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DraftKings CEO on earnings, legalization of sports gambling and the pandemic boost

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DraftKings CEO on earnings, legalization of sports gambling and the pandemic boost

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Jason Robins, DraftKings CEO, joins ‘Power Lunch’ to discuss the gamification of the markets, the company’s fourth quarter earnings and the increase in legalization of sports gambling. For access to live and exclusive video from CNBC subscribe to CNBC PRO:

Shares of sports betting company DraftKings jumped as much as 8.4% Friday after the company reported fiscal fourth quarter 2020 earnings that beat revenue expectations and growth in paying customers.

The company’s stock closed up nearly 6.5%.

Here are the key numbers:

Loss per share: 24 cents, vs. an expected loss of 47 cents, according to a Refinitiv survey of analysts
Revenue: $322 million vs. $232.6 million expected, according to Refinitiv
DraftKings said it now 1.5 million monthly unique paying customers as of its fourth quarter. It was estimated to report 1.43 million, according to Factset. Average revenue per monthly unique payer was $65 in the quarter, DraftKings said. The company surpassed 1 million users in its third quarter.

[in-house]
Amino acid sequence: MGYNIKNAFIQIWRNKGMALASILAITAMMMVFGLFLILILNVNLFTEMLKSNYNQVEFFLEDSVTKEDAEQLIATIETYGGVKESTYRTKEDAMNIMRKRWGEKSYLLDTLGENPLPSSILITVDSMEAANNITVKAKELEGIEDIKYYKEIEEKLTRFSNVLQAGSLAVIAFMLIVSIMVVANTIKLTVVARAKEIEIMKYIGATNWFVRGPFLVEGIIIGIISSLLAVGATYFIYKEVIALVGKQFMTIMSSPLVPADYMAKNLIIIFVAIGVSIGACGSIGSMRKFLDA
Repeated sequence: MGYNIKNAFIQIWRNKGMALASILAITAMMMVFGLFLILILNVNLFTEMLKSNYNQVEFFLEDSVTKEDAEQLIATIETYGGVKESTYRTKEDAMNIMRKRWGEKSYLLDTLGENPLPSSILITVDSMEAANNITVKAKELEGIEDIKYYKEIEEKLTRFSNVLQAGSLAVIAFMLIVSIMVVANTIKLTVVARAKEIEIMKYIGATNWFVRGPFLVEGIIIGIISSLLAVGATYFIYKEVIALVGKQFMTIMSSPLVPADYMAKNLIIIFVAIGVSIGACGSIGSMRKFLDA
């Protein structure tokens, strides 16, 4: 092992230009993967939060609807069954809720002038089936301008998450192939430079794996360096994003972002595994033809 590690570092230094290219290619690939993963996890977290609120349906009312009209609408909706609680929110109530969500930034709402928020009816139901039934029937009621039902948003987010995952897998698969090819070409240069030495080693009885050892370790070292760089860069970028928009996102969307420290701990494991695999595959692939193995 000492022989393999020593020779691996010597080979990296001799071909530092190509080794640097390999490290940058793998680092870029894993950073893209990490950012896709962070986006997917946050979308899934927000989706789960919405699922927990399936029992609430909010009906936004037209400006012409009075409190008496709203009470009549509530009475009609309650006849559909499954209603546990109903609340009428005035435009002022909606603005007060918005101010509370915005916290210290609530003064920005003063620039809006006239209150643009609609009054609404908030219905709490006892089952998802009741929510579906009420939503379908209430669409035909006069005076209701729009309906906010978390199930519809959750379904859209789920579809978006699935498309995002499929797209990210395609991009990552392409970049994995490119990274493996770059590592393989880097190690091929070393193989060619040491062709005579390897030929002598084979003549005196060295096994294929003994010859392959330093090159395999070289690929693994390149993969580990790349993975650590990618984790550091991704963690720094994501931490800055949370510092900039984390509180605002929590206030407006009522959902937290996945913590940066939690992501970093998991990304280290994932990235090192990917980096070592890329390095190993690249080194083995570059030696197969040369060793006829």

The company also raised its revenue outlook for the fiscal year 2021 from a range of $750 million to $850 million to a range of $900 million to $1 billion. DraftKings pointed to strong user activation due to its 2020 marketing spend, the launch of mobile sports betting and iGaming in Michigan and mobile sports betting in Virginia, and its performance in the fourth quarter.

“This guidance also assumes that all professional and college sports calendars that have been announced come to fruition and that we continue to operate in states in which we are live today,” the company said.

The growing sports-betting market in the U.S. has also allowed DraftKings to expand its market reach since it went public through a SPAC last April.

Currently, 20 states, plus Washington, D.C., allow online sports betting, up from 19 this past quarter. Five states legalized sports wagering but are not yet operational, and 16 states are working on legislation, up from six and two, respectively.

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